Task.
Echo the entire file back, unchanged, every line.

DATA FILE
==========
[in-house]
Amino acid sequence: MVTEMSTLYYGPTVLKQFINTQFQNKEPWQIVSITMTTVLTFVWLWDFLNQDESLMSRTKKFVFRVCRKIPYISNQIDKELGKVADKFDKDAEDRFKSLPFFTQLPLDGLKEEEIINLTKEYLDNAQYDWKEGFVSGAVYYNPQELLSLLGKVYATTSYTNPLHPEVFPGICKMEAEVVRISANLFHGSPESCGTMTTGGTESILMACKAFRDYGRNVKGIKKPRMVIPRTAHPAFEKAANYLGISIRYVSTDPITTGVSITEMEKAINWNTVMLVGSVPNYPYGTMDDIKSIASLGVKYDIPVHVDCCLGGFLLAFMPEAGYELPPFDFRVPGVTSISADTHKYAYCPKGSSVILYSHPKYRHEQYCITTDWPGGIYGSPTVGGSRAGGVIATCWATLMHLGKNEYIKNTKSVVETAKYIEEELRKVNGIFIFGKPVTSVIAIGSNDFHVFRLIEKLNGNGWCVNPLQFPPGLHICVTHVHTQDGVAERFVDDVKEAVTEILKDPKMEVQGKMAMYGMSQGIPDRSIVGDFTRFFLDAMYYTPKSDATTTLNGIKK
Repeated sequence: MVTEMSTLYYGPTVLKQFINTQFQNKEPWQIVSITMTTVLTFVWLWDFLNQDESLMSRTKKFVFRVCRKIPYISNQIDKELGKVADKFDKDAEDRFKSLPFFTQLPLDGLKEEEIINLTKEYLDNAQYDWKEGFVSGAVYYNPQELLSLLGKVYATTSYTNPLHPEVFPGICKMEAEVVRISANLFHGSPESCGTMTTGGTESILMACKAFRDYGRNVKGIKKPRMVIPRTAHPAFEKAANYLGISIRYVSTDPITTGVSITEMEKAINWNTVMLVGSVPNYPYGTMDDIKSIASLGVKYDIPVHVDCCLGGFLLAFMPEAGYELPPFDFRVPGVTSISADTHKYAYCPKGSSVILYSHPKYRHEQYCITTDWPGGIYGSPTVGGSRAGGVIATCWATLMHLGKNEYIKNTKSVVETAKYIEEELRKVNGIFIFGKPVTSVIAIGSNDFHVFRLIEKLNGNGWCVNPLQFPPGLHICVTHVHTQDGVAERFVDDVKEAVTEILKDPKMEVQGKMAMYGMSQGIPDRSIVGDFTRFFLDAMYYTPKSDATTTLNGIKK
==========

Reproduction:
[in-house]
Amino acid sequence: MVTEMSTLYYGPTVLKQFINTQFQNKEPWQIVSITMTTVLTFVWLWDFLNQDESLMSRTKKFVFRVCRKIPYISNQIDKELGKVADKFDKDAEDRFKSLPFFTQLPLDGLKEEEIINLTKEYLDNAQYDWKEGFVSGAVYYNPQELLSLLGKVYATTSYTNPLHPEVFPGICKMEAEVVRISANLFHGSPESCGTMTTGGTESILMACKAFRDYGRNVKGIKKPRMVIPRTAHPAFEKAANYLGISIRYVSTDPITTGVSITEMEKAINWNTVMLVGSVPNYPYGTMDDIKSIASLGVKYDIPVHVDCCLGGFLLAFMPEAGYELPPFDFRVPGVTSISADTHKYAYCPKGSSVILYSHPKYRHEQYCITTDWPGGIYGSPTVGGSRAGGVIATCWATLMHLGKNEYIKNTKSVVETAKYIEEELRKVNGIFIFGKPVTSVIAIGSNDFHVFRLIEKLNGNGWCVNPLQFPPGLHICVTHVHTQDGVAERFVDDVKEAVTEILKDPKMEVQGKMAMYGMSQGIPDRSIVGDFTRFFLDAMYYTPKSDATTTLNGIKK
Repeated sequence: MVTEMSTLYYGPTVLKQFINTQFQNKEPWQIVSITMTTVLTFVWLWDFLNQDESLMSRTKKFVFRVCRKIPYISNQIDKELGKVADKFDKDAEDRFKSLPFFTQLPLDGLKEEEIINLTKEYLDNAQYDWKEGFVSGAVYYNPQELLSLLGKVYATTSYTNPLHPEVFPGICKMEAEVVRISANLFHGSPESCGTMTTGGTESILMACKAFRDYGRNVKGIKKPRMVIPRTAHPAFEKAANYLGISIRYVSTDPITTGVSITEMEKAINWNTVMLVGSVPNYPYGTMDDIKSIASLGVKYDIPVHVDCCLGGFLLAFMPEAGYELPPFDFRVPGVTSISADTHKYAYCPKGSSVILYSHPKYRHEQYCITTDWPGGIYGSPTVGGSRAGGVIATCWATLMHLGKNEYIKNTKSVVETAKYIEEELRKVNGIFIFGKPVTSVIAIGSNDFHVFRLIEKLNGNGWCVNPLQFPPGLHICVTHVHTQDGVAERFVDDVKEAVTEILKDPKMEVQGKMAMYGMSQGIPDRSIVGDFTRFFLDAMYYTPKSDATTTLNGIKK